Spend, spend, spend to the bitter end, end, end

On the money: It's really pretty simple: don’t spend money before you have it.

Illustration by Gary Clement for The National
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If you don't have it, don't spend it. You'll never get out of debt by borrowing more.
How simple is that?
But do you live by this code? Chances are you don't. We carried out a survey on my financial empowerment website asking if people kept a budget. More than 55 per cent of those who responded said no, they do not keep one. The real figure is probably a lot higher because people visiting my website are looking at money and life issues and addressing them, and so are more likely to have money habits that help them keep abreast of their finances than the average person is.
If you don't know what you have coming in and going out, how can you begin to know what you can afford?
I'm not talking about major life purchases, like a home, I'm talking about how you go about spending on everyday things. And going by data released from the Central Bank last month, stating that lenders in the country provided more credit in June this year than at any time since 2011, it's safe to say that there's an alarming increase in the number of people who are risking a lot more than being clobbered with high interest rates. I believe their very existence is at risk.
Personal debt is growing here in the UAE. From the end of 2007 to the end of 2008, debt grew by 50 per cent, and has continued to increase steadily since. Personal debt is now 57 per cent higher than 2007 levels. These are Central Bank figures once more, and include loans, advances and overdrafts to residents.
This year, there has been an increase in these figures every month. And I find this extremely alarming.
So what can you do about it?
Don't spend money before you have it.
This is what nearly every single person I've ever talked with about money, life, budgeting and so on does: they roughly work out what they earn vs what they spend - you can see the wheels whirling as they carry out this mental arithmetic, and then the "Oh my" moment happens when they realise that the way they live is simply not sustainable. Then their next thought is ... wait for it ... "Oh, so I need to earn X amount to be able to live like this!"
X being more than their current salary Y.
Yes. This is, in essence, true. That many people's earnings need to significantly increase in order for them to be able to afford their way of life. But. This is absolutely the wrong way to think and go about things.
Why? Well, first of all, just because you decide that you need salary X doesn't make it magically happen. In fact, with ongoing regional unrest and political conflict I'd say chances are that there is a growing queue of talented people willing to fill your shoes - for less than you currently earn - or perhaps your company could decide to pull out of certain places in the region and scale back its presence generally.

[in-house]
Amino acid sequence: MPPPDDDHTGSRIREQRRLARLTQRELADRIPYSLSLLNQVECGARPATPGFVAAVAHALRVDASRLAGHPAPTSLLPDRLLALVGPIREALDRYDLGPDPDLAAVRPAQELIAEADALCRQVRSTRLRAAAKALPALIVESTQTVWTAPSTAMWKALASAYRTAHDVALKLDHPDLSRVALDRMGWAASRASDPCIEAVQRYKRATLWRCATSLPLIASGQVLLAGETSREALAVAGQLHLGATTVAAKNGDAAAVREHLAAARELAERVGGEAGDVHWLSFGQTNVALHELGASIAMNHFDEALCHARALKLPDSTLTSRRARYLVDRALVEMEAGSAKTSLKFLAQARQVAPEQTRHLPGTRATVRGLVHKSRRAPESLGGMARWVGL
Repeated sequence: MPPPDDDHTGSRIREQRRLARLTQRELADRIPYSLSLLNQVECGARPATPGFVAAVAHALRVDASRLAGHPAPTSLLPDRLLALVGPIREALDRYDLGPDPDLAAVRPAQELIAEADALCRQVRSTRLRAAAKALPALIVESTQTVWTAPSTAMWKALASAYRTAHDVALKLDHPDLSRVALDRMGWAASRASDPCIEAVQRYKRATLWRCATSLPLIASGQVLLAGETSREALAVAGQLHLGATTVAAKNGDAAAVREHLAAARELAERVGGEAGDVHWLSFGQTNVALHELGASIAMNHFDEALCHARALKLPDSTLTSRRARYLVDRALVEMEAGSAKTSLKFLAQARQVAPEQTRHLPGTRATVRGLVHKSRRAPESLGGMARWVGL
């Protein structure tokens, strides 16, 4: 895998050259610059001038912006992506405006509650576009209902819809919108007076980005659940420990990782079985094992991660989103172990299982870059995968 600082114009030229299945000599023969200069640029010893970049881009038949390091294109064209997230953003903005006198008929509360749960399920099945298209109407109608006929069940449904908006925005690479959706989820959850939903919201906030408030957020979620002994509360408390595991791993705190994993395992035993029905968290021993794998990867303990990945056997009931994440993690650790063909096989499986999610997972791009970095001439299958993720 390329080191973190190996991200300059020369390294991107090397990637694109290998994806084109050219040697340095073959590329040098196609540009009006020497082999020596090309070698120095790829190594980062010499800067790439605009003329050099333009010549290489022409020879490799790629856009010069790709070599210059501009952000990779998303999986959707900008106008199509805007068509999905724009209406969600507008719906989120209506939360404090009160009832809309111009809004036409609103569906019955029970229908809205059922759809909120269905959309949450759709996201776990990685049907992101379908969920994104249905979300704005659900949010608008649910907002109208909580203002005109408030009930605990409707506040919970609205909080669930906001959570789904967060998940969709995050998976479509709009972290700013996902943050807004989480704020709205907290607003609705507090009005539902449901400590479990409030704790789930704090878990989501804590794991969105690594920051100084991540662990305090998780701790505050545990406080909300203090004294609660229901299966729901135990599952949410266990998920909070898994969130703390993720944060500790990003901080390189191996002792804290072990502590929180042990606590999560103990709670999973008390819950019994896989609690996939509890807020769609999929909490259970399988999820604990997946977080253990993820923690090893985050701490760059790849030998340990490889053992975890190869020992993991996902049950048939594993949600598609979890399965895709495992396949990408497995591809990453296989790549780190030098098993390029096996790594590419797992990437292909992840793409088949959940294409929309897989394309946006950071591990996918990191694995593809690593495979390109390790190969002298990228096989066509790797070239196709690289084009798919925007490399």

The point is, nothing in life is guaranteed. You cannot take for granted that your current job will be open to you for any period of time, plus, you also need to take on board that anything - absolutely anything - could happen to you that takes away your ability to function as you currently do in the long run, or even with immediate effect. This could be good news - such as: "Congratulations, you're expecting twins". Or bad news: you becoming incapacitated, for example.
So, my first message is simple and two-fold:
Live within your means. And, tomorrow always comes.
And when that tomorrow comes, and you don't have the paycheque you banked on to bankroll your life, you're in trouble, pal.
If you know what you earn (presumably you do) then you need to use this as your starting point. So how about working with that lump sum, and subtracting from it what you need to cover your essential, basic expenses, such as housing, utilities, food, school fees, and various insurance policies? In other words, draw up what you spend on what you need, then look at what you want and like for yourself.
It's great to have confidence in the future - but to gamble on the next paycheque always coming in to make ends meet - no, that's not a way to live.
My next thought is: how about living below your means?
Meaning, great if you are not spending more than you earn, well done! But. You really need to be putting money aside. The aim is to live well now, and in the future.
What is your UAE dream? Is it to have a great time in the sun, enjoy life and still look after the future - or throw caution to the wind and blow it all on the moment?
We'd all do well to remember what brought us out here in the first place: the UAE dream - work out what yours is, and stick to it - lest it becomes the beginning of a nightmare.
Nima Abu Wardeh is the founder of the personal finance website www.cashy.me. You can contact her at nima@cashy.me